Review: Fading Gigolo (Wilting Flower Salesman)

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Manhattan’s economy is forcing one florist’s head down—and Woody Allen figures that head might as well land in a soft place.

Fading Gigolo is John Turturro’s fifth directorial effort and the most amiable of them all. It’s not excessively jubilant like Nepalese musical Passione or as torn about infidelity as Romance & Cigarettes. Instead Fading Gigolo is reaching for the brand of romance that’s so far from home/so close to Hollywood. Yes, this gigolo does his duty but as a man selling what women want: a form of attention that can’t be shown onscreen. It’s a bit of a contradiction, but everyone’s having too much fun to argue.

When Murray (Woody Allen) says he knows a rich and lonesome therapist (Sharon Stone) it only takes one successful trick to start Floravante’s new career as an upscale hustler. Turturro is shockingly masculine: quiet, patient, sensitive—frankly it’s surprising. He might be the last person you’d cast as a man-whore but he’s the first to make the job seem plausible. Sofia Vergara enters as Sharon Stone’s reference-turned-competitor while Vanessa Paradis (Johnny Depp’s ex) is the literally untouchable orthodox widow with a vulnerability that woos the wooer.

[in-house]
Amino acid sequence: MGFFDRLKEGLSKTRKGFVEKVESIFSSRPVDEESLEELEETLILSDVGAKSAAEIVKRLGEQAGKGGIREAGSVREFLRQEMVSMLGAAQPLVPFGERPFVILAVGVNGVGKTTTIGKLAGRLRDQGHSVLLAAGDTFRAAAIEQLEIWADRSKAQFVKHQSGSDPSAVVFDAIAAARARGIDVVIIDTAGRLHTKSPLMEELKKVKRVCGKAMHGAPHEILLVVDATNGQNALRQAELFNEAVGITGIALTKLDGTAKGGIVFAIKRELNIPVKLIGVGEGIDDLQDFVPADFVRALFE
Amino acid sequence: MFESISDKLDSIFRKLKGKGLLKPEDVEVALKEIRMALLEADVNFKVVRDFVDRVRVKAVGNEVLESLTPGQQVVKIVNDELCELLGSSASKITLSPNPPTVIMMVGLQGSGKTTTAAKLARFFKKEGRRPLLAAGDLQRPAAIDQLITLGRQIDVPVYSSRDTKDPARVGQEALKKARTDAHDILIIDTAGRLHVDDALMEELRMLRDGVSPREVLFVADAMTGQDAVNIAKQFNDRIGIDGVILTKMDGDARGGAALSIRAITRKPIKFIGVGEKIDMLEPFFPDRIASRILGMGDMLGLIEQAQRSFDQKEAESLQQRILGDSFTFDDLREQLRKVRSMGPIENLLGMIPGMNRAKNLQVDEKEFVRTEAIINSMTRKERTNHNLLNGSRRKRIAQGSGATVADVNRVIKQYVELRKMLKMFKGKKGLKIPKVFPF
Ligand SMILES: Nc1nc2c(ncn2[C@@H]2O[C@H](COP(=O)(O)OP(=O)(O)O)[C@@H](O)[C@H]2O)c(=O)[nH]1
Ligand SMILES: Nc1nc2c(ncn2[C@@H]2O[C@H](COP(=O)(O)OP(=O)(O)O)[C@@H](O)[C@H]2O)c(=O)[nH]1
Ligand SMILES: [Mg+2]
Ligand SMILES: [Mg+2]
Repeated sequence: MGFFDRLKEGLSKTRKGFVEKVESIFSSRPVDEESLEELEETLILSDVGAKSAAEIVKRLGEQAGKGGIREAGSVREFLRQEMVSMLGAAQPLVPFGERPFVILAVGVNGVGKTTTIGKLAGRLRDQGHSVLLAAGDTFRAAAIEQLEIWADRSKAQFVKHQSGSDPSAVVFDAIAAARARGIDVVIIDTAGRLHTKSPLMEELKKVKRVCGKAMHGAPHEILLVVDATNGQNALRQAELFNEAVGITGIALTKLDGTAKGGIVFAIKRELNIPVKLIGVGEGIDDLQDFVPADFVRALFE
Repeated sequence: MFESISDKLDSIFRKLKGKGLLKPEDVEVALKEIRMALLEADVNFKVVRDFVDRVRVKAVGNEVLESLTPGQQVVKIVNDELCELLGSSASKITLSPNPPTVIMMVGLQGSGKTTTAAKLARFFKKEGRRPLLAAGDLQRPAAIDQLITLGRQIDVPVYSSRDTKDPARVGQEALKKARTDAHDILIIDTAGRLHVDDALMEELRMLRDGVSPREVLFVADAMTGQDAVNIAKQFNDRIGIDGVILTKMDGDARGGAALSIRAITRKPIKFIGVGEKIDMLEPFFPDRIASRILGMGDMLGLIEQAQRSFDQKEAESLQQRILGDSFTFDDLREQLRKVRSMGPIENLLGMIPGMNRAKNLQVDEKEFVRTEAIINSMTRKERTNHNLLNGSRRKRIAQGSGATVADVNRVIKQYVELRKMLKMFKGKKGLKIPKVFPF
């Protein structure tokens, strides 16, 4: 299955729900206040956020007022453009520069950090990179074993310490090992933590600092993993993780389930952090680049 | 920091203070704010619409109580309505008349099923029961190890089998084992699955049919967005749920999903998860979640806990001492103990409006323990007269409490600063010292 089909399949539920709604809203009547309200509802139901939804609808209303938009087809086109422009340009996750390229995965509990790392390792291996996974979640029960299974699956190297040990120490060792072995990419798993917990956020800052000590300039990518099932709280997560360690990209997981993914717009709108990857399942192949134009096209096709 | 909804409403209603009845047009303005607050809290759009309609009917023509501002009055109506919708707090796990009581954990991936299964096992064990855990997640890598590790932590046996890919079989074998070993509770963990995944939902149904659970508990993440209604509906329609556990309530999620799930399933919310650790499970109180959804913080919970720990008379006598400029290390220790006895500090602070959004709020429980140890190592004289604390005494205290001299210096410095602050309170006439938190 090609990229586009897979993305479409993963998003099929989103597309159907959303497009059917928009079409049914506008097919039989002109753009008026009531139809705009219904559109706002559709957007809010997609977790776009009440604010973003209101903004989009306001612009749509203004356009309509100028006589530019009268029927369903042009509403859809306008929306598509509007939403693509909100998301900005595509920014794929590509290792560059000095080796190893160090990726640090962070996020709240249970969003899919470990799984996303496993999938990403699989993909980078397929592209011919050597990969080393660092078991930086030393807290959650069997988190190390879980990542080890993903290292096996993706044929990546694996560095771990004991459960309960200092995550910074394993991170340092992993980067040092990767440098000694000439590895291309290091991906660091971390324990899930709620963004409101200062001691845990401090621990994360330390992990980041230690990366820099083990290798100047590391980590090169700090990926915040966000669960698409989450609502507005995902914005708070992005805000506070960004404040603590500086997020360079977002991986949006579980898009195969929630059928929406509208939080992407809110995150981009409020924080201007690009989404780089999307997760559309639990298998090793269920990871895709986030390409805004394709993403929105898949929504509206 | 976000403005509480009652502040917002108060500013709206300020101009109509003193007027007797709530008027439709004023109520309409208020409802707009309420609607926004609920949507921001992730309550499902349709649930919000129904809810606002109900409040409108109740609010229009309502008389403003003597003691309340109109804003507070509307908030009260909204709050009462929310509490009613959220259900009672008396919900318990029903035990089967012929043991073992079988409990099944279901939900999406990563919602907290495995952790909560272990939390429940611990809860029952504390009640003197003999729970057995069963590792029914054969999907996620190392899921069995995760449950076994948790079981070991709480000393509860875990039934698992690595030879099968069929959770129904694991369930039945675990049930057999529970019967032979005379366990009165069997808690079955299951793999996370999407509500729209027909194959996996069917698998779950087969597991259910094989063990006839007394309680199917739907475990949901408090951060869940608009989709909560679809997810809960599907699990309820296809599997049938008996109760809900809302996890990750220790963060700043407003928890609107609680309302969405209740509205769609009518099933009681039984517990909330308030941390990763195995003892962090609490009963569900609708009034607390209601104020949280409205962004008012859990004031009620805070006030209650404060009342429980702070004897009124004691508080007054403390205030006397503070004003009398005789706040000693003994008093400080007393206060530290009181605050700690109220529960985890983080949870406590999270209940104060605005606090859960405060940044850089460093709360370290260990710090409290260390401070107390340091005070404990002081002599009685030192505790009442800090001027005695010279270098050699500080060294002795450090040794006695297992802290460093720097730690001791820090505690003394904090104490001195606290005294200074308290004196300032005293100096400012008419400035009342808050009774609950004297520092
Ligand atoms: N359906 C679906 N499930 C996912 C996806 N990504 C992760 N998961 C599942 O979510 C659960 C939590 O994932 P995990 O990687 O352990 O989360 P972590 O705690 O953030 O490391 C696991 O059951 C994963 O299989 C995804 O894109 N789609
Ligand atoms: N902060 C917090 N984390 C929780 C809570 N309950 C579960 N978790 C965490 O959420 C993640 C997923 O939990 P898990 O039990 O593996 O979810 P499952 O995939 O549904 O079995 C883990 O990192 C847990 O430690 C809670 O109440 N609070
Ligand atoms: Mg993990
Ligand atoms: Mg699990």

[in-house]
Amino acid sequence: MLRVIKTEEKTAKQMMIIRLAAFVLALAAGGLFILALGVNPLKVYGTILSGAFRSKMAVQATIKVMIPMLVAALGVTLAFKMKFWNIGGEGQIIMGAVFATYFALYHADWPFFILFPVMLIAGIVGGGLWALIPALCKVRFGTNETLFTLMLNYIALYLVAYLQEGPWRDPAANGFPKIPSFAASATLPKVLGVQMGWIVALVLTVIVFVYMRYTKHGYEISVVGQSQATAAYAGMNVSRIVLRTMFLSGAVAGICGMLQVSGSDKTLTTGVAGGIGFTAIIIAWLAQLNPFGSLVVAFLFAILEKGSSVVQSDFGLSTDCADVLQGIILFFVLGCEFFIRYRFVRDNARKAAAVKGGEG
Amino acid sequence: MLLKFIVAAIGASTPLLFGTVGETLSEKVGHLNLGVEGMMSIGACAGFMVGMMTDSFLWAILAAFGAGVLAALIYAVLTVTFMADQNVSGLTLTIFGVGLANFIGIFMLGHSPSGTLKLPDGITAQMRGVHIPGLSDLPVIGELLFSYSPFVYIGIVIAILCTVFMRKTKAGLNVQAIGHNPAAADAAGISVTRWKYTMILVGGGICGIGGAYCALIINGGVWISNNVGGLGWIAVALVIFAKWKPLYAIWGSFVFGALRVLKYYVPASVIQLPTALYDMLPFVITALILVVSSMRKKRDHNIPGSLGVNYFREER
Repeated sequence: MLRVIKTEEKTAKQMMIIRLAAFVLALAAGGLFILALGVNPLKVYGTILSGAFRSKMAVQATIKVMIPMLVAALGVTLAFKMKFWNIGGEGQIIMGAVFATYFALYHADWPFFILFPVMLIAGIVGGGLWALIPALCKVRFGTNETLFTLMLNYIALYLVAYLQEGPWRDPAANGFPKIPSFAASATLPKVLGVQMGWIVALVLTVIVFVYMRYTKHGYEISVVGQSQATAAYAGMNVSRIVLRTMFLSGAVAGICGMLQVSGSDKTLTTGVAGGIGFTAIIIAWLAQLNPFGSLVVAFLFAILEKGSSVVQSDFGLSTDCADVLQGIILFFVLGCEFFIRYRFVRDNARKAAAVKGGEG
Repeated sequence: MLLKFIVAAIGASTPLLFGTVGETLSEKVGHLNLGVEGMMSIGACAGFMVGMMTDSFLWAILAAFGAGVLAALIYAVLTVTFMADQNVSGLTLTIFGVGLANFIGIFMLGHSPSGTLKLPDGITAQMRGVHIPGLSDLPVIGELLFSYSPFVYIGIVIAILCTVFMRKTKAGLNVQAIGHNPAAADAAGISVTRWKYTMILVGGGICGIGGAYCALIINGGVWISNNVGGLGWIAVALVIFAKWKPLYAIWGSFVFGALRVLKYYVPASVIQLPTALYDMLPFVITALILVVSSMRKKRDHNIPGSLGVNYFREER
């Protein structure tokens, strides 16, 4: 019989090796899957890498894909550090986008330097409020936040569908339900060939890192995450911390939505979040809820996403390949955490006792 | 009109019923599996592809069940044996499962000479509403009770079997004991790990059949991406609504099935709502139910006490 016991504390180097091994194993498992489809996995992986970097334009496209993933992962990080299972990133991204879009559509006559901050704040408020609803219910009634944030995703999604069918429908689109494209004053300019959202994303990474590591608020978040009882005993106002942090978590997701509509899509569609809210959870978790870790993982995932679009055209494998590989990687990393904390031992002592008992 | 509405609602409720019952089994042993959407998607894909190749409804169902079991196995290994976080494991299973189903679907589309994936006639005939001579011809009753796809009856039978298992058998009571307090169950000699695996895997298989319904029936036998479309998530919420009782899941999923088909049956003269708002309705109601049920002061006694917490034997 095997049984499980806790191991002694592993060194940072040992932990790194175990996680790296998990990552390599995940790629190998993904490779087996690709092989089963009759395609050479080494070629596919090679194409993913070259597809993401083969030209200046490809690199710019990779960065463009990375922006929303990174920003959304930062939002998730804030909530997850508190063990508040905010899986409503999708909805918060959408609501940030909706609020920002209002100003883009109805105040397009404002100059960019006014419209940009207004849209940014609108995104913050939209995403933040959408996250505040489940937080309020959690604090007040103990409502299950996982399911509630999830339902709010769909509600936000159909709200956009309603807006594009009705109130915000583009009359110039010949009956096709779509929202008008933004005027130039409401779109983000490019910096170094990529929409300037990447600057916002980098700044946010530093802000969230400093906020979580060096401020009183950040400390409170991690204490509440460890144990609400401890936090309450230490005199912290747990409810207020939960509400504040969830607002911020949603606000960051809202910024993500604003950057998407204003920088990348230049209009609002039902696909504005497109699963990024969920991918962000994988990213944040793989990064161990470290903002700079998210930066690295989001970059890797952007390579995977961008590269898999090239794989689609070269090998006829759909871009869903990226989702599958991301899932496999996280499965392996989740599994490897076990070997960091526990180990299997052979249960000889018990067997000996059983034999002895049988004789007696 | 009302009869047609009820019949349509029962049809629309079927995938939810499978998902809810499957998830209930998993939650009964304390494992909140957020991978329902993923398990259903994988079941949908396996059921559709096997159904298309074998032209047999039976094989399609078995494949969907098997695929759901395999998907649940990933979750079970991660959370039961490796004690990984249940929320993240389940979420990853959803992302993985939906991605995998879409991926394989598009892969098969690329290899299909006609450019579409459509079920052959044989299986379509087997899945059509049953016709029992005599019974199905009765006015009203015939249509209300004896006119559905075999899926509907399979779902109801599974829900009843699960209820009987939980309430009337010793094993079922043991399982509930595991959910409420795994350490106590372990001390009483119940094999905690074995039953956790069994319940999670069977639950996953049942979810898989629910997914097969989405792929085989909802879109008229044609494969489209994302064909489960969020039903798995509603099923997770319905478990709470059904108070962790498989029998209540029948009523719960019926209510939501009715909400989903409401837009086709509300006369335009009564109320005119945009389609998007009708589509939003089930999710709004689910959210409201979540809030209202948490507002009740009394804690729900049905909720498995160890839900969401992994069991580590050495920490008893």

The moral complications of selling sex aren’t addressed. Instead the “cost of hooking” is paid by Floravante’s masculinity—somehow being on the taking side of commerce is neutering. As women more commonly ply the world’s oldest professional, the economy of romance has never really navigated the The Gigolo, and frankly this film contributes even less to the dialogue then Midnight Cowboy, but it’s not really trying.

Will it end in light heartache? Naturally, but the biggest takeaway from Fading Gigolo is that romance is everywhere and those who suffer do so because something keeps them from seeing it, and isn’t that just what movies are for? Jogging our memories?

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